Basel II aims to close those gaps by basing capital on the credit ratings of borrowers. The proposed accord better captures more off-balance-sheet activity, such as securitizations, that wasn't fully covered by the original Basel agreement. And it will introduce a controversial new capital charge for operational risk, such as the risk of loss because of a rogue trader or legal liability. Many banks have opposed the introduction of such charges as an ill-defined concept, and money management specialists like Boston-based State Street Corp. contend that the charge will put them at a disadvantage compared with nonbank fund managers, which aren't covered by Basel. But regulators are determined to stick with the charge, and most big banks today accept it as a fait accompli.

The whole package represents a huge shift in capital treatment that promises to differentiate between banks to an unprecedented degree. The recent quantitative impact survey of 365 banks conducted by the Basel Committee showed the potential for big variations in capital. Using the advanced internal-ratings-based method, capital requirements came out 2 percent lower than under current rules for big banks in the Group of Ten, which includes major European countries, Canada, Japan and the U.S. The capital charge for credit risks was 13 percent lower, but that was offset by an operational risk charge of 11 percent. The average masked big differences among individual banks, which showed capital requirements rising by as much as 46 percent or falling by as much as 36 percent. For smaller banks using the foundation IRB approach, which tend to be more retail-oriented, the reduction in capital was a more dramatic 19 percent, with the extremes ranging from a reduction of 58 percent to an increase of 41 percent.

Big banks in the U.S. and the European Union that used the advanced IRB approach showed an average drop in capital requirements of 6 percent in the test, with charges for credit risk falling 17 percent and charges for operational risk averaging 11 percent. For U.S. banks capital charges fell by 26 percent for corporate loans, 33 percent for small-business loans and 53 percent for mortgage lending. Those declines were partly offset by increases of 12 percent for sovereign lending, 16 percent for revolving credit, including credit cards, and a whopping 232 percent for equity holdings.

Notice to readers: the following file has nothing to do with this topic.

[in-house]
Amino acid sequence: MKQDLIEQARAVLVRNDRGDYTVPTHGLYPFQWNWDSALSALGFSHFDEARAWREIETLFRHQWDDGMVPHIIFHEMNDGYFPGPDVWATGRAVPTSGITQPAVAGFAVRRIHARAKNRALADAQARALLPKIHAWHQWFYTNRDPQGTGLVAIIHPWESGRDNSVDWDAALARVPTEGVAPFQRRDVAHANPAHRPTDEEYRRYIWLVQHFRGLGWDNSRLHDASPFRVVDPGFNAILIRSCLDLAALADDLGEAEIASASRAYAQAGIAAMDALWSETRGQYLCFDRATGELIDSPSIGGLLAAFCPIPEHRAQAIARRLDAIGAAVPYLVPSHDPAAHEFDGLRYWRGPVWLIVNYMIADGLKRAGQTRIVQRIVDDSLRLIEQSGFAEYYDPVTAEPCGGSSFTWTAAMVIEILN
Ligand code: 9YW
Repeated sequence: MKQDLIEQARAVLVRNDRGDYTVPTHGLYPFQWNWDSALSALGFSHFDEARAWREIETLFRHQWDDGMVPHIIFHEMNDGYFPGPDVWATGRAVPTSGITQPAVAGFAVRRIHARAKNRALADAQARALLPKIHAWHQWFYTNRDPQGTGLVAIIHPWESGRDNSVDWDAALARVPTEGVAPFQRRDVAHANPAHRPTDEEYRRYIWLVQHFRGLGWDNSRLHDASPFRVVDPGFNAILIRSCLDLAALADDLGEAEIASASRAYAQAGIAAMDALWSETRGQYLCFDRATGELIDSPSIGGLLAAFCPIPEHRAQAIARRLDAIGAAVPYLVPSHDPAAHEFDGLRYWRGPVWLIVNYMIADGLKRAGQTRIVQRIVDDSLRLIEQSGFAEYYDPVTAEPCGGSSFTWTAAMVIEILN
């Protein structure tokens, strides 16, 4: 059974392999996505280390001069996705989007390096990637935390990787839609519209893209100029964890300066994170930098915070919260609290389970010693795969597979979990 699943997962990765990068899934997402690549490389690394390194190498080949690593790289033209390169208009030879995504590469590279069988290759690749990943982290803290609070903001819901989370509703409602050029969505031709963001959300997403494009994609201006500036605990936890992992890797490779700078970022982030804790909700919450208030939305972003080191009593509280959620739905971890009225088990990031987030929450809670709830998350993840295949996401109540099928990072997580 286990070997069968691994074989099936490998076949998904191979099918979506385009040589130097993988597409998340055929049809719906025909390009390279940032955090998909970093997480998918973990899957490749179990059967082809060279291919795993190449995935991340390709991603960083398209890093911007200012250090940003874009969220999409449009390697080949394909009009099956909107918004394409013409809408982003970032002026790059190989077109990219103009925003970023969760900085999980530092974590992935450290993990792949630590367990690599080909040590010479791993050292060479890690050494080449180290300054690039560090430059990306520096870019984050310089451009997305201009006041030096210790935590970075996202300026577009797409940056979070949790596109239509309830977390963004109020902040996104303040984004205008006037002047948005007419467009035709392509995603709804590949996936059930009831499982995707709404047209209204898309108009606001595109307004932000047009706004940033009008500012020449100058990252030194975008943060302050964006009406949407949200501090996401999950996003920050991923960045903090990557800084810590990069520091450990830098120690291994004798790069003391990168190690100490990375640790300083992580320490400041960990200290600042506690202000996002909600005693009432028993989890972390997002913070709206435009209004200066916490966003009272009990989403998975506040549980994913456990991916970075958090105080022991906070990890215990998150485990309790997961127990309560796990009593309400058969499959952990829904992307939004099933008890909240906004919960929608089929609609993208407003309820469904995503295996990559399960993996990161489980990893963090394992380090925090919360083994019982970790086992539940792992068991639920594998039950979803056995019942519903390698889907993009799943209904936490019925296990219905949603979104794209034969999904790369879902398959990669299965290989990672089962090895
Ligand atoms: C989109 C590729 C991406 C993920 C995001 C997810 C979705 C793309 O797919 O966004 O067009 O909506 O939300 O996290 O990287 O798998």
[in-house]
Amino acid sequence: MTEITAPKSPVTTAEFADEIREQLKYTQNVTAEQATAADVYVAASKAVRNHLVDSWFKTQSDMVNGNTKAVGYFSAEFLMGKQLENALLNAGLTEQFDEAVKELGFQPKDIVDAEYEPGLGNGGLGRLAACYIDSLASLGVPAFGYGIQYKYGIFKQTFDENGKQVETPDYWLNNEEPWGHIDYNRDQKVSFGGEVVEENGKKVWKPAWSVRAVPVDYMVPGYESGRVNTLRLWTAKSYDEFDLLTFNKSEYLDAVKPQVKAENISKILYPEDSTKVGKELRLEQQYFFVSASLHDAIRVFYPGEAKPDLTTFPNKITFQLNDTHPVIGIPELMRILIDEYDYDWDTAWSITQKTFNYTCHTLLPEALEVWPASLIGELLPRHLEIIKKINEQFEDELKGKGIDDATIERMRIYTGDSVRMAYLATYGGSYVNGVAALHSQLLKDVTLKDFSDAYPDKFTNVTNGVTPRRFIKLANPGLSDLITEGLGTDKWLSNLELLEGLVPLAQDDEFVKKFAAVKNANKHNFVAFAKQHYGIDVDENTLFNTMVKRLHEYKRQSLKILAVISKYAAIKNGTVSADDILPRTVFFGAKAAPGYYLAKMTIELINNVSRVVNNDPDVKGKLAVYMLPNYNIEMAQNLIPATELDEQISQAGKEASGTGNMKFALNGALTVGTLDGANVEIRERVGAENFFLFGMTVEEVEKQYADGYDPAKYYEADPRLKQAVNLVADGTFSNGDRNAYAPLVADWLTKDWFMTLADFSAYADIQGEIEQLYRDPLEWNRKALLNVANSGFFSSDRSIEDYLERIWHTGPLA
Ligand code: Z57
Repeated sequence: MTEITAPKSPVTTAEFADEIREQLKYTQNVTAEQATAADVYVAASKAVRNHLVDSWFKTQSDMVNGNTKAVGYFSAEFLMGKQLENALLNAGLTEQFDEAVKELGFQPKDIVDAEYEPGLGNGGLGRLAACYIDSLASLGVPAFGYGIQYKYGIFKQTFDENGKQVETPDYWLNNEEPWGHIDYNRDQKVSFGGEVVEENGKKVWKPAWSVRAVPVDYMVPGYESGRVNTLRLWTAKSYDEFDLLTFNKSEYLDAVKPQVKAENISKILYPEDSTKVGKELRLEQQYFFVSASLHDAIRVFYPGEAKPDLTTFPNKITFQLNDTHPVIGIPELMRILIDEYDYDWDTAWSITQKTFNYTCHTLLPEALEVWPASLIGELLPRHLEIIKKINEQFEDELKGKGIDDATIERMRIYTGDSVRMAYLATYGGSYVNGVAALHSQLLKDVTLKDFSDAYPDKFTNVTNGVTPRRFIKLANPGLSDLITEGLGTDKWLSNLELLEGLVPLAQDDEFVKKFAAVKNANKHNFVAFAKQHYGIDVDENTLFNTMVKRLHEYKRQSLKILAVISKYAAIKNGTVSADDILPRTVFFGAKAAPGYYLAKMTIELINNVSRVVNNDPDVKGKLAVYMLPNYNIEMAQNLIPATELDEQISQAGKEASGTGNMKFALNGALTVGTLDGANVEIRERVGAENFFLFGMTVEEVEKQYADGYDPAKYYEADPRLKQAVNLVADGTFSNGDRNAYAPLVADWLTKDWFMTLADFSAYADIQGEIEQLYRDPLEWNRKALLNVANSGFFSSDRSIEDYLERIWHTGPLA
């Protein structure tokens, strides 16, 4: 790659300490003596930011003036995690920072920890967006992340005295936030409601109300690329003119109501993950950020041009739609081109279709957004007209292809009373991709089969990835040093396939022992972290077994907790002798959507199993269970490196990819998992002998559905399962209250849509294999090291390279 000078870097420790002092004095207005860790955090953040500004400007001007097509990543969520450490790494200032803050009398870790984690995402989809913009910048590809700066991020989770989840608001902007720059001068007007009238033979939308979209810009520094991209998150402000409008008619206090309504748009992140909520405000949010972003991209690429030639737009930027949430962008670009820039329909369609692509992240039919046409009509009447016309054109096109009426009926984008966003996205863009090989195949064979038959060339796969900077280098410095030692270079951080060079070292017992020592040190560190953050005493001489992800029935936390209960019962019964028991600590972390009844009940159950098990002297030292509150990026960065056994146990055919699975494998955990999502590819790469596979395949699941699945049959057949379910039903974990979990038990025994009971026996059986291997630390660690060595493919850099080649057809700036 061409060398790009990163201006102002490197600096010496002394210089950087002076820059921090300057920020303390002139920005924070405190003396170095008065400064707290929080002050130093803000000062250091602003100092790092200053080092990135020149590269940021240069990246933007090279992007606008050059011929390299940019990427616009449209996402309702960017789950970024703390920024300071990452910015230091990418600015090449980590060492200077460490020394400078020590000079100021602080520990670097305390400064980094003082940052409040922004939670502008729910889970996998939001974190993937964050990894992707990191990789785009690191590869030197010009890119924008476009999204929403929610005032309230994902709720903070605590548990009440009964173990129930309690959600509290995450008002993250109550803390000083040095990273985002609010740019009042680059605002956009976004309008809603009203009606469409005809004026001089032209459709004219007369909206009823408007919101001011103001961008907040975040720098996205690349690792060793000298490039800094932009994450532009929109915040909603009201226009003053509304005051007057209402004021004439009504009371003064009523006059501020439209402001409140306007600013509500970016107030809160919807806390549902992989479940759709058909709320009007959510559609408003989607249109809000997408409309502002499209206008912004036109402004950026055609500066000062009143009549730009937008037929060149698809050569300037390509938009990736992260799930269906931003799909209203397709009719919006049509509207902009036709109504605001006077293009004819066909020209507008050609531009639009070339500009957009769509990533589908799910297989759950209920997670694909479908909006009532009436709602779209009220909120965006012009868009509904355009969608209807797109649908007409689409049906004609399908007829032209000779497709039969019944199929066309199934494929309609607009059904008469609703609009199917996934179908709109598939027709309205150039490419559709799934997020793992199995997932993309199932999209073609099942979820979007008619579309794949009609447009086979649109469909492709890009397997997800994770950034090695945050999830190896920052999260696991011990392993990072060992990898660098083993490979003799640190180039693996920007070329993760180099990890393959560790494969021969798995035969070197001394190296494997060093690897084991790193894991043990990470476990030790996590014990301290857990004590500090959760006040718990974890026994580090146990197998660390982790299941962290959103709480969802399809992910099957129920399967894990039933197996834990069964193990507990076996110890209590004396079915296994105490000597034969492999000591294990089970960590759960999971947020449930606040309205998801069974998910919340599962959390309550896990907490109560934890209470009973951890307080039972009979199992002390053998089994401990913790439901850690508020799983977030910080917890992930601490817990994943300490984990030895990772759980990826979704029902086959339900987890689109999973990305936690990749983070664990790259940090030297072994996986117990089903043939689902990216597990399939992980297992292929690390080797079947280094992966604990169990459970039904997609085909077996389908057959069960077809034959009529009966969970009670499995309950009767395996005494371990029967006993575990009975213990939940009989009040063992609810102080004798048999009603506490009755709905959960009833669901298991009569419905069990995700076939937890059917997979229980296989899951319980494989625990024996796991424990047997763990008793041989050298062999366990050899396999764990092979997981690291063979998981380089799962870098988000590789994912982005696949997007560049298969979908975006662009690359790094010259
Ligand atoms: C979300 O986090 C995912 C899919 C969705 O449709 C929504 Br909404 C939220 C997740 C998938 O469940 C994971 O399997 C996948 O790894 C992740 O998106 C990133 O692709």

Senior Bundesbank officials say Germany's big banks showed a similarly wide variation of results among individual institutions and on average had a modest increase in capital requirements of about 5 percent, apparently reflecting the deterioration in creditworthiness of the country's major corporations. Far from being cause for concern, the variations in capital requirements show that Basel II does indeed reflect credit risk accurately, asserts Edgar Meister, a member of the executive board of the Bundesbank and chairman of the Banking Supervision Committee of the European System of Central Banks. "That was proof for us that the system works," he said in an interview with II. "We are happy with the results."

THE TEST PROVES THAT BASEL II WILL WORK as intended, regulators say. Capital will vary according to the underlying risk at each bank, while the overall capital in the system should remain little changed. What's more, the results showed a modest capital savings on average for banks that used advanced IRB, giving them an incentive to make the big investments needed to use that formula. "It will reflect state-of-the-art risk management technology," Ferguson says. Big banks "will see that it is in their interest to adopt it. The market will expect them to adopt it."